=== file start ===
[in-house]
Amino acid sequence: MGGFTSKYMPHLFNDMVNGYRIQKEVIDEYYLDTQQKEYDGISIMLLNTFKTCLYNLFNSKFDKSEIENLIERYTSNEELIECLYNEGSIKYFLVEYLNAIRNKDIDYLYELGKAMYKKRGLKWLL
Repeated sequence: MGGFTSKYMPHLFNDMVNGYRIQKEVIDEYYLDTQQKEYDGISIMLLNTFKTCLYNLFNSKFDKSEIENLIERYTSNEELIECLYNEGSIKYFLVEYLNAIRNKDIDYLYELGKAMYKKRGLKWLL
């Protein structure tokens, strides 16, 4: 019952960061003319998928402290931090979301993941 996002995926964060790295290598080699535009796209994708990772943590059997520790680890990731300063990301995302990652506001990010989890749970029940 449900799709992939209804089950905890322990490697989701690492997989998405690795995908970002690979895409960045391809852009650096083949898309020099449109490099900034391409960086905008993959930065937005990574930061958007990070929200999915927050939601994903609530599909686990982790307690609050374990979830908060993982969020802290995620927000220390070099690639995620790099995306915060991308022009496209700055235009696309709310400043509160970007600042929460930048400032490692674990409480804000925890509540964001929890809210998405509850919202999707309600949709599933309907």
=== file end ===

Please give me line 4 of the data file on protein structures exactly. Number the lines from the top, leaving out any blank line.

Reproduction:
């Protein structure tokens, strides 16, 4: 019952960061003319998928402290931090979301993941 996002995926964060790295290598080699535009796209994708990772943590059997520790680890990731300063990301995302990652506001990010989890749970029940 449900799709992939209804089950905890322990490697989701690492997989998405690795995908970002690979895409960045391809852009650096083949898309020099449109490099900034391409960086905008993959930065937005990574930061958007990070929200999915927050939601994903609530599909686990982790307690609050374990979830908060993982969020802290995620927000220390070099690639995620790099995306915060991308022009496209700055235009696309709310400043509160970007600042929460930048400032490692674990409480804000925890509540964001929890809210998405509850919202999707309600949709599933309907």